It was the first time Klopp's side failed to win a Premier League match since their goalless draw with Merseyside rivals Everton in March.

Rashford relishes big-game pressure

Though he made an inauspicious start to the game, wasting early opportunities to attack, Rashford – who scored a wonderful goal in England’s thumping win over Bulgaria in Euro 2020 qualifying – made amends when he converted Daniel James' cross after 36 minutes.

It was the England forward's 31st Premier League goal for United, of which 11 have come against 'big six' opponents, and his third against Liverpool.

Lallana ends two-year drought

Few Liverpool fans would have held out hope of Lallana grabbing an equaliser after his 71st-minute introduction given that his previous Premier League goal came against Middlesbrough in May 2017.

The 31-year-old was in the right place at the right time to turn Andy Robertson's cross home for his first goal in 29 top-flight appearances.

Solskjaer left to rue more dropped points

While United's performance was warmly received by the Old Trafford crowd, it was not the first time Solskjaer's side have faltered when in a winning position this season.

Indeed, no side has dropped more points from winning positions than United, who have squandered eight, though Solskjaer is the only manager Klopp has faced more than once in the Premier League and failed to beat

Klopp's fighting spirit lifts Liverpool

After a frustrating first half in which they had 56.9 per cent of the possession, Liverpool dominated the second and enjoyed a 77.5 per cent share.

Lallana's late equaliser was the 28th goal Liverpool have scored in the final 15 minutes of Premier League matches since the start of the 2018-19 season.

Premier League leaders Liverpool's winning start to the season was brought to a halt as they drew 1-1 against fierce rivals Manchester United on Sunday.

Marcus Rashford's contentious goal looked set to claim all three points for United in the clash at Old Trafford, but substitute Adam Lallana hauled Liverpool level late on.

The Reds are still unbeaten in the league this season and lead the way, although Manchester City's victory over Crystal Palace on Saturday means the gap is now six points.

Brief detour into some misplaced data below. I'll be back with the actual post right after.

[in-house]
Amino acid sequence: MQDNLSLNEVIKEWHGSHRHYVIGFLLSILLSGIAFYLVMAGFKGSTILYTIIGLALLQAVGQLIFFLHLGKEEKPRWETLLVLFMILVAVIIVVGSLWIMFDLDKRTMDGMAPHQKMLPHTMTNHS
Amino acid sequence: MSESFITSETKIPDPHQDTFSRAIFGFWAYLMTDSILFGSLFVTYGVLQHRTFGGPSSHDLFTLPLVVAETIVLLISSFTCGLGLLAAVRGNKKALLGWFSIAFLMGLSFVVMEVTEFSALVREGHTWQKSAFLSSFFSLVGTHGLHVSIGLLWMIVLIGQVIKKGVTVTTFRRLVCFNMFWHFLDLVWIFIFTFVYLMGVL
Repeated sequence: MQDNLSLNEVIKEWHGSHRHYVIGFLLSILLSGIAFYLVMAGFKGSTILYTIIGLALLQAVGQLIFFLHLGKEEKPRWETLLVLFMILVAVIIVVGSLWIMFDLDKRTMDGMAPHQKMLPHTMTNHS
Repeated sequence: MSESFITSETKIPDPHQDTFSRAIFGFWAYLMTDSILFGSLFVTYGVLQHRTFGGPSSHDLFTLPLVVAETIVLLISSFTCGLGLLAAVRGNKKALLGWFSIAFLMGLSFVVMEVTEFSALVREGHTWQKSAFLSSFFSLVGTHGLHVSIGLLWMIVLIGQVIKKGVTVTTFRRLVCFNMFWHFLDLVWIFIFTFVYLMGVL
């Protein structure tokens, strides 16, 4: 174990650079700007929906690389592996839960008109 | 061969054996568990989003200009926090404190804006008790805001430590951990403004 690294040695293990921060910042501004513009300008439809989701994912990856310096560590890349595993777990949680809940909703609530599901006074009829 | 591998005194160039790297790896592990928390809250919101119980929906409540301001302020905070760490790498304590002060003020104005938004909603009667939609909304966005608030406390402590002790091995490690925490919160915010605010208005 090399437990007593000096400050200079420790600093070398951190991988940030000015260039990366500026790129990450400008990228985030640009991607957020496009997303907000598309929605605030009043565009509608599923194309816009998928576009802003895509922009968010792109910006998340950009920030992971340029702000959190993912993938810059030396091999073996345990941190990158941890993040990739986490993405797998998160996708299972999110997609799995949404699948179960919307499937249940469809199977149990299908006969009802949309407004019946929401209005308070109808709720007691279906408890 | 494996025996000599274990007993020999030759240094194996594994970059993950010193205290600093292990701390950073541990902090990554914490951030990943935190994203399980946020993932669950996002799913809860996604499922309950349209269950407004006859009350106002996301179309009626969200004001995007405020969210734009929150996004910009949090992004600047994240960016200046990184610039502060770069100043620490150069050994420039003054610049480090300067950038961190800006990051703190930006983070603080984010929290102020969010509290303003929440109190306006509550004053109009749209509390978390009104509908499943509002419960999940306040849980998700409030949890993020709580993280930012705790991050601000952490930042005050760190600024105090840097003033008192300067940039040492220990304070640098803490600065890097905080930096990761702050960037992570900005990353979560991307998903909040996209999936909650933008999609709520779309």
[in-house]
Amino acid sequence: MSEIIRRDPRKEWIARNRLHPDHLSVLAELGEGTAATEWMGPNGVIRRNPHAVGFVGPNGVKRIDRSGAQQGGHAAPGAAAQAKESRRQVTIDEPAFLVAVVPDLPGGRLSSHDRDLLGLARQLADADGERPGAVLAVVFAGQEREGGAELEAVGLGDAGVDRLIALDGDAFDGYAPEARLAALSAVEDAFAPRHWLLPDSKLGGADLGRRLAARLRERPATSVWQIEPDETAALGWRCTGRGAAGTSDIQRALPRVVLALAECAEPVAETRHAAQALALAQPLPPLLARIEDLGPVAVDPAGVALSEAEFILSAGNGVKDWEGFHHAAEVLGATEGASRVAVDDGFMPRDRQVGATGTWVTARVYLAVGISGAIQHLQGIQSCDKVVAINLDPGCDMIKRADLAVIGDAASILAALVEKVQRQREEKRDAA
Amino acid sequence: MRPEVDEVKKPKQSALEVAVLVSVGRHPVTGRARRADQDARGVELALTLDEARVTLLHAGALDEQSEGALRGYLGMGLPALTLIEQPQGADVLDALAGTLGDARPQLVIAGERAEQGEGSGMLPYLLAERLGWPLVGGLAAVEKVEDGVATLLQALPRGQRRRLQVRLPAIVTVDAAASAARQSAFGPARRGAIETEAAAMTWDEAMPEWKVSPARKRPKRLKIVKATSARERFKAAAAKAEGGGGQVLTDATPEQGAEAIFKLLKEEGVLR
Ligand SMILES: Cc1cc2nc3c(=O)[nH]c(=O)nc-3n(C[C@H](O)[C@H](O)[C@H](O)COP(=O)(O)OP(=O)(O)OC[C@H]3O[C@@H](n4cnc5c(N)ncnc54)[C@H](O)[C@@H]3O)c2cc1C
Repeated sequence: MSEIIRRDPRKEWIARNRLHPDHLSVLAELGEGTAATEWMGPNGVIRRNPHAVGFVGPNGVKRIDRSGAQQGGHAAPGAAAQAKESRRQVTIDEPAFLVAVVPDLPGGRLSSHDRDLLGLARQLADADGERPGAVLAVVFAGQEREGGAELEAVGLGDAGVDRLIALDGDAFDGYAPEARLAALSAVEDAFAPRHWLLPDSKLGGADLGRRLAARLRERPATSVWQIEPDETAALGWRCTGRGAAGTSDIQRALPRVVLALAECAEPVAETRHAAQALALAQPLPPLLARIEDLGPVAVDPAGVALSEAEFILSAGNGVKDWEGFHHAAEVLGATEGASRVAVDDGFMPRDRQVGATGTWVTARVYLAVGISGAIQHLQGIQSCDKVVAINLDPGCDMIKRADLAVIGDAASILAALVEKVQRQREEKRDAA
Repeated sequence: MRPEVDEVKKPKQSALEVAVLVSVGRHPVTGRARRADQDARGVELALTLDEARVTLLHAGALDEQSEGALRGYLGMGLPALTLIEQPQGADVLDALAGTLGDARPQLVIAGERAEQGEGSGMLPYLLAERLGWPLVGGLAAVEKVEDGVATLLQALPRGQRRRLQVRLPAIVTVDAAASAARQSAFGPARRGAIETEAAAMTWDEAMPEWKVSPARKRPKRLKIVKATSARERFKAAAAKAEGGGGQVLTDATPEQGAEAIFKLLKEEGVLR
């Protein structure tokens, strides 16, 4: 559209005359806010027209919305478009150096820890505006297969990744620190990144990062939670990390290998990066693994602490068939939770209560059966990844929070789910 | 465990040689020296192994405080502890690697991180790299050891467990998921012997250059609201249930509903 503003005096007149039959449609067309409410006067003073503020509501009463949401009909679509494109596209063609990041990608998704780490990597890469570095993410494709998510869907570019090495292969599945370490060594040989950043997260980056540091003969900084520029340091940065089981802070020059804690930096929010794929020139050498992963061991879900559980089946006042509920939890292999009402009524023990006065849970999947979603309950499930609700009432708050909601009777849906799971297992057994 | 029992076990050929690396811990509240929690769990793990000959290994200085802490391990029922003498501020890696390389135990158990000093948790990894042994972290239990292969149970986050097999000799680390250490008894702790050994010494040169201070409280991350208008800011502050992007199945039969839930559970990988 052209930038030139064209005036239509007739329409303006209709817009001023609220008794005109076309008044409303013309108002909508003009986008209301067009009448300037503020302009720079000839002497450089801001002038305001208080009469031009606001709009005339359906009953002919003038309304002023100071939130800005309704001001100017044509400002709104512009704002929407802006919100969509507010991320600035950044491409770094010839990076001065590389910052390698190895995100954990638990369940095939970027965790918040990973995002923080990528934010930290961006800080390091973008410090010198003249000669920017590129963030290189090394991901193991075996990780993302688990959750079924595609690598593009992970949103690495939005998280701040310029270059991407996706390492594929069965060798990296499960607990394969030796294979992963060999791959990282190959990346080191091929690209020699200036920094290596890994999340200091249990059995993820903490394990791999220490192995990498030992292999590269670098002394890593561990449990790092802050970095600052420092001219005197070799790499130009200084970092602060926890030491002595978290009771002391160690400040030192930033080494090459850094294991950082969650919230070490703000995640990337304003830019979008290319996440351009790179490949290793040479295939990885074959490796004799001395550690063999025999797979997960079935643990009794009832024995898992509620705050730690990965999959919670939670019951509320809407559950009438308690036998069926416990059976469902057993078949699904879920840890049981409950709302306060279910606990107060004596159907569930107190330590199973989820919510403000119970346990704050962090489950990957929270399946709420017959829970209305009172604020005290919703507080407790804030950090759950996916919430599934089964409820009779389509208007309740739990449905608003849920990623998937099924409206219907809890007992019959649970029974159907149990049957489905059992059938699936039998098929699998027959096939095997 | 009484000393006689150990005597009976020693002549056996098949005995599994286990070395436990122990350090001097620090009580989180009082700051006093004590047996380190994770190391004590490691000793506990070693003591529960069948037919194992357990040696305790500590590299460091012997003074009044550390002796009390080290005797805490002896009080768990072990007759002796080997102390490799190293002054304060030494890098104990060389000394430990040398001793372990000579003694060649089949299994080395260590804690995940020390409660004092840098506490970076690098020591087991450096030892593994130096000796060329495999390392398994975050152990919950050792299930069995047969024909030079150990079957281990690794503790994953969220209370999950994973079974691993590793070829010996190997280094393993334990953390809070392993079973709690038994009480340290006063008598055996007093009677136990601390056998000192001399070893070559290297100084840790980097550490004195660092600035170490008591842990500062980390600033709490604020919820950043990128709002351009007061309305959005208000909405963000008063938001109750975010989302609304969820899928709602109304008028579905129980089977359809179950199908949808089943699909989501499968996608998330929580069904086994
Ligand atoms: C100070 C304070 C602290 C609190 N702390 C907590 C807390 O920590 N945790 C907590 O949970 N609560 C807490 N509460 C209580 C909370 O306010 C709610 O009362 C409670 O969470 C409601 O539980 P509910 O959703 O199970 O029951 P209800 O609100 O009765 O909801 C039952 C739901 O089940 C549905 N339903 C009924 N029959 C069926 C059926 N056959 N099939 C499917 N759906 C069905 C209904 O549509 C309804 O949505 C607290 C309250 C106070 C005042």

Meanwhile, Mauricio Pochettino will not have been pleased by another unconvincing Tottenham display despite Dele Alli rescuing a point for Spurs against Watford.

Chelsea overcame Newcastle United, while Leicester City got back on the winning trail following their heartbreak at Anfield.

Marco Silva's Everton claimed a much-needed win over West Ham, with Aston Villa beating Brighton and Hove Albion late on. Wolves drew with Southampton and Norwich City held Bournemouth in Saturday's other encounters.

Our Premier League Data Diary sheds some light on the detail behind the big stories of this weekend's big games.

 

SEVENTEEN AND OUT FOR LIVERPOOL

Lallana may have scored his first league goal since May 2017, but it was only enough to earn Liverpool a 1-1 draw at Old Trafford, as the Reds failed to win for the first time in 18 Premier League matches.

It means, with 17 straight victories, the top-flight leaders fall just short of the Premier League record set by City in 2017.

Jurgen Klopp was furious that Rashford's opener was allowed to stand, though the goal means the England forward has now scored 11 times against "big six" opposition.

It was backs-against-the-wall stuff for United for much of the match, with the Red Devils registering their second-lowest possession figure (32.1 per cent) in a Premier League home match since 2003-04.

Five of the last seven Premier League meetings between the north west rivals have ended level – just four of the previous 36 encounters had been drawn.

JESUS RISES TO THE CHALLENGE AS CITY BOUNCE BACK

City's slip-up before the international break allowed Liverpool to open up an eight-point gap, but Pep Guardiola's side responded in confident fashion on Saturday.